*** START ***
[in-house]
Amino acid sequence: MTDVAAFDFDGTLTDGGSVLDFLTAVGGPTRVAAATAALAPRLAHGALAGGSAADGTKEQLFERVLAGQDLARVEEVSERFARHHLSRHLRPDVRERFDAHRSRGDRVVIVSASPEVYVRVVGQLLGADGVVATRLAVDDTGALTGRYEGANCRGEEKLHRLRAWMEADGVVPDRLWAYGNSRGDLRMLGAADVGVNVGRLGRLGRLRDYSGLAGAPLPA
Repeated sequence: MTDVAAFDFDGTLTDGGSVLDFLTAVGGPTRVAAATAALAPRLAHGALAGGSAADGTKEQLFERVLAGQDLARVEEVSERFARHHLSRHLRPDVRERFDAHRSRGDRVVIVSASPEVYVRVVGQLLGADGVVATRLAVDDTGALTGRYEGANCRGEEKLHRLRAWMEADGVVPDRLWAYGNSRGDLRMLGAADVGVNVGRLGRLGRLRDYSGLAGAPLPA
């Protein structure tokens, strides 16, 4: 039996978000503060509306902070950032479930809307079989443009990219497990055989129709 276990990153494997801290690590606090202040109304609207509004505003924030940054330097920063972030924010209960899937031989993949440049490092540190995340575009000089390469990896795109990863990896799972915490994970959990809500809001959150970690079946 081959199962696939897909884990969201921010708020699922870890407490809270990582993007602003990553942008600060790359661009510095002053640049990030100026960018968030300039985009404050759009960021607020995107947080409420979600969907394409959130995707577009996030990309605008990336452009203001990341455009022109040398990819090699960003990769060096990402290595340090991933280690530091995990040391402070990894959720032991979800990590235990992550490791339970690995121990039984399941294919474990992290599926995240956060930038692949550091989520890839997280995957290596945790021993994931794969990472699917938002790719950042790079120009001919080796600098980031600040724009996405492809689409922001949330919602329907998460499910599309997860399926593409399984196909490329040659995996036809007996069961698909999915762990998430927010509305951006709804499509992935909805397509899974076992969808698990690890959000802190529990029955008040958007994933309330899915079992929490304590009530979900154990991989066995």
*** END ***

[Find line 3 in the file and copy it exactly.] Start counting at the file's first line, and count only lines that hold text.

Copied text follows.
Repeated sequence: MTDVAAFDFDGTLTDGGSVLDFLTAVGGPTRVAAATAALAPRLAHGALAGGSAADGTKEQLFERVLAGQDLARVEEVSERFARHHLSRHLRPDVRERFDAHRSRGDRVVIVSASPEVYVRVVGQLLGADGVVATRLAVDDTGALTGRYEGANCRGEEKLHRLRAWMEADGVVPDRLWAYGNSRGDLRMLGAADVGVNVGRLGRLGRLRDYSGLAGAPLPA